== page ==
This is the most mainstream of the movies listed, the one you're most likely to have seen, but I can't resist including it because it's just so funny. It's one Paul and I can watch again and again and never become inured. Bill Murray stars as Wallace Ritchie who hails from Des Moines! as the quintessential, naively-ignorant American traveling abroad for the first time. In London to celebrate his brother James' (played by Peter Gallagher) birthday, he inadvertently gets in the middle of a Soviet espionage plot to detonate a bomb at a British and Russian state dinner. Along the way Wallace falls in love of course. It's the perfect laugh-out-loud sendup of the spy movie genre.
Waking Ned Divine 1998 Available on Amazon Prime Video, Vudu, iTunes and YouTube
When someone in the tiny village of Tulaigh Mhór, population, 52, wins the Irish lottery, best mates Jackie O'Shea and Michael O'Sullivan devise a scheme to figure out who the winner might be, intent upon currying favor with the newly-minted, multi-million-pound neighbor and getting a slice of the pie. After concluding through a process of elimination that the lucky person must be Ned Devine, they pay him a visit and find him dead from the shock of having won. Since Ned is the only one who can claim the prize, Jackie and Michael hatch a plan for Michael to impersonate Ned, but not before the whole town wants in. If you've never seen an old-ish naked guy riding around on a scooter, now's your chance.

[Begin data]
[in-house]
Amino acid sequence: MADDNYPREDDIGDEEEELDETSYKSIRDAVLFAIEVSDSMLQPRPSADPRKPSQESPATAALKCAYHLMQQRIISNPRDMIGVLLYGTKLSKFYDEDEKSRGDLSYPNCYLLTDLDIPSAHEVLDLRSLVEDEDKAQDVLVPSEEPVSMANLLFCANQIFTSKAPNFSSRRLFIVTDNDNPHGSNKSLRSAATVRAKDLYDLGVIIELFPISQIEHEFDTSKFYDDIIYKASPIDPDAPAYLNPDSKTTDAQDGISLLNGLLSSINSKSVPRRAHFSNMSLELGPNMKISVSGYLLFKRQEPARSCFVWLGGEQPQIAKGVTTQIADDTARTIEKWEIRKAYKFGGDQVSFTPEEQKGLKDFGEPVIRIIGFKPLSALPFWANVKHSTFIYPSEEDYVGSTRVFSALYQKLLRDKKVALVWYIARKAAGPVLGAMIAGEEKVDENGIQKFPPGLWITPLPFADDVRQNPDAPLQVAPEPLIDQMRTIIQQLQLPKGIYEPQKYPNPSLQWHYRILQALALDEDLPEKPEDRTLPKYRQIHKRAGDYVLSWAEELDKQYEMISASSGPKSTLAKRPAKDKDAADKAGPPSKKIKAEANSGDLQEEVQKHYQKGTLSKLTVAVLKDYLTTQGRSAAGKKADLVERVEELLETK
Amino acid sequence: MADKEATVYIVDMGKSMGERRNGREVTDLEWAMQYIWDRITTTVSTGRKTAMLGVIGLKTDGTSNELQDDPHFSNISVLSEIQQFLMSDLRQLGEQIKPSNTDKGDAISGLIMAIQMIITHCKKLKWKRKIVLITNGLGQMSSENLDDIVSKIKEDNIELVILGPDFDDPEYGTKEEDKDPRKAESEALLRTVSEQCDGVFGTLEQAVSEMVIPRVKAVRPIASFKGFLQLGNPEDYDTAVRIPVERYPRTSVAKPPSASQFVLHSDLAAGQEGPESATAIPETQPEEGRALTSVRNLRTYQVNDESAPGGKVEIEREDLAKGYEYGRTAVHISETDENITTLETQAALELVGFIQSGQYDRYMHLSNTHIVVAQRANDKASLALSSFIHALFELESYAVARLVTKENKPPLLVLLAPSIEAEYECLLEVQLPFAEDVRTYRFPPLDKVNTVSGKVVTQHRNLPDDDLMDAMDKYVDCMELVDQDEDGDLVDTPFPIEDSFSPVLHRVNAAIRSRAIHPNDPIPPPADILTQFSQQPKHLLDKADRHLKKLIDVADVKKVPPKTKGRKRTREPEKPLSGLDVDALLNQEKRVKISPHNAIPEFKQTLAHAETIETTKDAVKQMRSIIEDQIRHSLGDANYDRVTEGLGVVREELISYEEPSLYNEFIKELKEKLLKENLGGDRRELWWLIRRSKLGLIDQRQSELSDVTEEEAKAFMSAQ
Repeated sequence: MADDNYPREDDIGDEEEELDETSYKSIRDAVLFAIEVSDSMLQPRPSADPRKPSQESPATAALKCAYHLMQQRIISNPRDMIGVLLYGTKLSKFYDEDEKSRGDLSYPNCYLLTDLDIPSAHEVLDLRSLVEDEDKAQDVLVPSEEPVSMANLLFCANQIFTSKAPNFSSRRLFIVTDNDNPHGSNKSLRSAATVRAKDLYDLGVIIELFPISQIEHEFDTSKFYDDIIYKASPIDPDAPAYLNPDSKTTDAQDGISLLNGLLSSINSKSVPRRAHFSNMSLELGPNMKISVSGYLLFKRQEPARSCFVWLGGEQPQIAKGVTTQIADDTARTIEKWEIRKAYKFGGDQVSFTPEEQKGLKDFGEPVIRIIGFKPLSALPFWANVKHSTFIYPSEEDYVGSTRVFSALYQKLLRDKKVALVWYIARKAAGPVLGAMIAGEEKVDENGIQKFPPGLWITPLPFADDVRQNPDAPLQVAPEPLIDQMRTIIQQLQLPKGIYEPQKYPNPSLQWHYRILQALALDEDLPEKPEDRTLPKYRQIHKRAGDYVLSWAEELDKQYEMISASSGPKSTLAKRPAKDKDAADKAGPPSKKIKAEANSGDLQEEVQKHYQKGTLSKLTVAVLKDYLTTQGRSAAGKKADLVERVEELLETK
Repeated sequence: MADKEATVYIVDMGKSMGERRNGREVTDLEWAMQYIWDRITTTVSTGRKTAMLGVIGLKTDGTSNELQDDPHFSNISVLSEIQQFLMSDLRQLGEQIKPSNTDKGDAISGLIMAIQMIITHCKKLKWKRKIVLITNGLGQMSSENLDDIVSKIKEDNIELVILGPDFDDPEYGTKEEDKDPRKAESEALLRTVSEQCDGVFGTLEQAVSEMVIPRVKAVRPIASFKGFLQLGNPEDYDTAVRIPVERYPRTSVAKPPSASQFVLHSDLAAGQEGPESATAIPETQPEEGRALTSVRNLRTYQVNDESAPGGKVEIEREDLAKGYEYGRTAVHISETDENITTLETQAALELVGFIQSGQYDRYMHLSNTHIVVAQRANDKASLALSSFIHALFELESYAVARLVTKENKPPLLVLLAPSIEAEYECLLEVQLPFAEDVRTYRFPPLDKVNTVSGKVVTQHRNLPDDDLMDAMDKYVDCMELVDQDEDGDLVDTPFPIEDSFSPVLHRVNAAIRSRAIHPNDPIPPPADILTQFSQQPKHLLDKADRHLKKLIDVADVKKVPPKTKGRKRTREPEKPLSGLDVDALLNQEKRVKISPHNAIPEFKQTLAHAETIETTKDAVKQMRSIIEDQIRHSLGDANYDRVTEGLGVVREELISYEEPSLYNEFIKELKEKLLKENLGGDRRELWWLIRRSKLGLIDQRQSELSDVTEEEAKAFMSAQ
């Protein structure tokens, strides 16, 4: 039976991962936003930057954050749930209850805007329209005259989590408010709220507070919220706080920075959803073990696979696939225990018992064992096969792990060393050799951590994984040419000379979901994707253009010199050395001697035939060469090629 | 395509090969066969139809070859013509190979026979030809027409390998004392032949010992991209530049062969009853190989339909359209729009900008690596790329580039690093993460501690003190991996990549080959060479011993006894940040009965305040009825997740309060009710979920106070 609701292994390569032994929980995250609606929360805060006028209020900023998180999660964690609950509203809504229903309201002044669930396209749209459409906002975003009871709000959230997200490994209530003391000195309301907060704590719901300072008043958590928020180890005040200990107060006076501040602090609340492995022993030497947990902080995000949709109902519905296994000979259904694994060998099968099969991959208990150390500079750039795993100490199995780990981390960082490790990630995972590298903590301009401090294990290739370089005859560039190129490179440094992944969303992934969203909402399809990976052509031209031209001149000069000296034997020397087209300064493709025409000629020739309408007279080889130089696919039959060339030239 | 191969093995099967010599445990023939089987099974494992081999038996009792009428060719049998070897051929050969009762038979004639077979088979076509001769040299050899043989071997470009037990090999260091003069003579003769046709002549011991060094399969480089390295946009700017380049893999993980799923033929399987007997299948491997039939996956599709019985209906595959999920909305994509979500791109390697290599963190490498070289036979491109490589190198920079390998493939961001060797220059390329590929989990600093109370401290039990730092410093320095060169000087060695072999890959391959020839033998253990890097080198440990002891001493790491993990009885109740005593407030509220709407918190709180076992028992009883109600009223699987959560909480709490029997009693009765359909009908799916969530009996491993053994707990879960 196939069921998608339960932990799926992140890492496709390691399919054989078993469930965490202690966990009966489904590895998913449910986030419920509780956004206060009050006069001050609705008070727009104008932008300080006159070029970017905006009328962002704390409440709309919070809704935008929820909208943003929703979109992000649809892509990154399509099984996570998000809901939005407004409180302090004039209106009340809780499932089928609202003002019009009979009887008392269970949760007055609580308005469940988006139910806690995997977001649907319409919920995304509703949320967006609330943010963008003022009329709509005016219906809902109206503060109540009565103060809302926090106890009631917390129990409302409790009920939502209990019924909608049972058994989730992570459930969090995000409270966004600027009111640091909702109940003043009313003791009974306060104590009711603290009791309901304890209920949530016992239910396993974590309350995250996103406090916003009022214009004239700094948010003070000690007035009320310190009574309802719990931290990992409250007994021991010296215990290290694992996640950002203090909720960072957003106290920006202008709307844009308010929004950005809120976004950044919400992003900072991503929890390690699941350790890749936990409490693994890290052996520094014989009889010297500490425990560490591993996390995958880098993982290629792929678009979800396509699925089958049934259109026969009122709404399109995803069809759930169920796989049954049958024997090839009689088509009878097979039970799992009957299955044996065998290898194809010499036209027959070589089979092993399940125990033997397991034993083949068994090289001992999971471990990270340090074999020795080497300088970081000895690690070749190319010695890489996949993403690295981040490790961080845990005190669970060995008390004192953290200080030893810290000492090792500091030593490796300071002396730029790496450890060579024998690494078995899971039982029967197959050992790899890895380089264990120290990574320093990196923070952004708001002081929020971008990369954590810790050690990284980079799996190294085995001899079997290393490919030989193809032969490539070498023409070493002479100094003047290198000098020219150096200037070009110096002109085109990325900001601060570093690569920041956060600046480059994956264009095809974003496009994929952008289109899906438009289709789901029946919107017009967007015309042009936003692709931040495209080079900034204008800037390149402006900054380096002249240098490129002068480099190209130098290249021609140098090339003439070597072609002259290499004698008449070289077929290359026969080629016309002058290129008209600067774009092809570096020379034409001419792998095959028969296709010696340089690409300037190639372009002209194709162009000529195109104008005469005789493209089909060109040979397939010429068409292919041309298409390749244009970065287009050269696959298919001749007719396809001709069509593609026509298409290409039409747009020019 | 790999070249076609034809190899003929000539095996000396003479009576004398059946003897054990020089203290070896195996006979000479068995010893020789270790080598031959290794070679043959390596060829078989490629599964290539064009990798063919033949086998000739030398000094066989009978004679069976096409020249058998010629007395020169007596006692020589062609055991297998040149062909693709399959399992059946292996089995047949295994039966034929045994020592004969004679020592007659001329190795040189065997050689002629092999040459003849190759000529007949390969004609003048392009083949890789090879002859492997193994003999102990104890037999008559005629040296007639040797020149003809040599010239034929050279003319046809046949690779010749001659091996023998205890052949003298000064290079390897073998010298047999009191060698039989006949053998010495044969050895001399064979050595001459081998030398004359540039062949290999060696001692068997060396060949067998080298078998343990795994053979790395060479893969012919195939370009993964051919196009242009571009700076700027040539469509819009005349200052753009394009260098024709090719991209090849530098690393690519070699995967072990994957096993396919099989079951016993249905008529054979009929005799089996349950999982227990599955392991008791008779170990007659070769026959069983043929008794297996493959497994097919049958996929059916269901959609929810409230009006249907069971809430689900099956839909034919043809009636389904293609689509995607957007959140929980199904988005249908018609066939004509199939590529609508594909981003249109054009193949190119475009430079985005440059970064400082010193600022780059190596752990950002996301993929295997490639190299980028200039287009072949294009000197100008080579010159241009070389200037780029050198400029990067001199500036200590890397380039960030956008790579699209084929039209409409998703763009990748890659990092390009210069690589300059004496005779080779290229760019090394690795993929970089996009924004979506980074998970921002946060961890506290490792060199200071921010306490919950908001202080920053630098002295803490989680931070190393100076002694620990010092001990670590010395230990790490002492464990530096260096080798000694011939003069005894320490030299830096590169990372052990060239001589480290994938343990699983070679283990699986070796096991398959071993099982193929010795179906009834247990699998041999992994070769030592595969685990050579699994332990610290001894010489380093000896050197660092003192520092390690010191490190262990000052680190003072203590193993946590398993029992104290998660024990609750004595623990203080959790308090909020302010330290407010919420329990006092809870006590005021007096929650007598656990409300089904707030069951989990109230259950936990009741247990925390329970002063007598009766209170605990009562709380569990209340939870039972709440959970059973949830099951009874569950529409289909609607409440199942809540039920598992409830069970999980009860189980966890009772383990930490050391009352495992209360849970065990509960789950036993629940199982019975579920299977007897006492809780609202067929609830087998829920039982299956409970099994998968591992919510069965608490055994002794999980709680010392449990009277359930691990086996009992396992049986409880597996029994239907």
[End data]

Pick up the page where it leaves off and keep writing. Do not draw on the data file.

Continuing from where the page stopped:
Saving Grace 2000 Available on Amazon Prime Video, Vudu, iTunes and YouTube
The marvelous Brenda Blethyn stars as Grace Trevethen whose late husband jumped out of a plane without a parachute. She finds herself left with their manor home on the Cornish Coast but no life insurance proceeds and a crushing load of debt her husband had been secretly amassing.
With creditors after her and foreclosure imminent, she's faced with the prospect of losing everything. When Grace, who is liked by everyone and happens to have a green thumb, is asked by a friend to tend a few sickly plants, she discovers she's actually nurturing marijuana — and learns how much they're worth! A few clippings plus her ability to scale up seem like the solution to all her pressing money problems. Eventually the whole town inadvertently comes under the influence including a pair of delightful LOL-LOLs (laugh-out-loud little-old-lades) who have some "lovely lovely" for sale. The film also stars Martin Clunes of Doc Martin fame and stand-up comedian and former talk show host Craig Ferguson in early roles.